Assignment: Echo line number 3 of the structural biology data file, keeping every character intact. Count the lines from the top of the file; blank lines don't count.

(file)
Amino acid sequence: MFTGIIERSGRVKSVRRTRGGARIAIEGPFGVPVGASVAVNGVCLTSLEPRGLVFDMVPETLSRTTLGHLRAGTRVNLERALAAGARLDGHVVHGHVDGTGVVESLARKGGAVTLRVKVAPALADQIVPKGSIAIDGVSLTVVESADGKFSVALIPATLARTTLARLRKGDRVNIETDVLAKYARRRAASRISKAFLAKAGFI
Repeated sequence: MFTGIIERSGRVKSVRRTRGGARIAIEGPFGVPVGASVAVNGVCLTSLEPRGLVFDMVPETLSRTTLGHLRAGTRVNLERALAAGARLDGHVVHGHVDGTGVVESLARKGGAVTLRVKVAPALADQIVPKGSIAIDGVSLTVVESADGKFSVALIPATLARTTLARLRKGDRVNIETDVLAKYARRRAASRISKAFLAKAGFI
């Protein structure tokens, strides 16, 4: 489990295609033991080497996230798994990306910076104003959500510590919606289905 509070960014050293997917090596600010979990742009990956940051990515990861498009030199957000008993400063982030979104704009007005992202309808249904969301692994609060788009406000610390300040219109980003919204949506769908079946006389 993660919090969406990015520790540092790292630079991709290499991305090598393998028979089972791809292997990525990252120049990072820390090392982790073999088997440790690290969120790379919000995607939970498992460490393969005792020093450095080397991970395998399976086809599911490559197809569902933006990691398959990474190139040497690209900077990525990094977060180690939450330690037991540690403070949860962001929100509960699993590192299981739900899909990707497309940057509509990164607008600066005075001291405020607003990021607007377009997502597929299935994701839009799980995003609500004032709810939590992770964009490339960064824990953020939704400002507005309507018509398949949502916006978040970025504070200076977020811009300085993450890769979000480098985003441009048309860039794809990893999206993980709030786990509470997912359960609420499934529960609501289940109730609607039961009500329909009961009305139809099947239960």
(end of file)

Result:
């Protein structure tokens, strides 16, 4: 489990295609033991080497996230798994990306910076104003959500510590919606289905 509070960014050293997917090596600010979990742009990956940051990515990861498009030199957000008993400063982030979104704009007005992202309808249904969301692994609060788009406000610390300040219109980003919204949506769908079946006389 993660919090969406990015520790540092790292630079991709290499991305090598393998028979089972791809292997990525990252120049990072820390090392982790073999088997440790690290969120790379919000995607939970498992460490393969005792020093450095080397991970395998399976086809599911490559197809569902933006990691398959990474190139040497690209900077990525990094977060180690939450330690037991540690403070949860962001929100509960699993590192299981739900899909990707497309940057509509990164607008600066005075001291405020607003990021607007377009997502597929299935994701839009799980995003609500004032709810939590992770964009490339960064824990953020939704400002507005309507018509398949949502916006978040970025504070200076977020811009300085993450890769979000480098985003441009048309860039794809990893999206993980709030786990509470997912359960609420499934529960609501289940109730609607039961009500329909009961009305139809099947239960």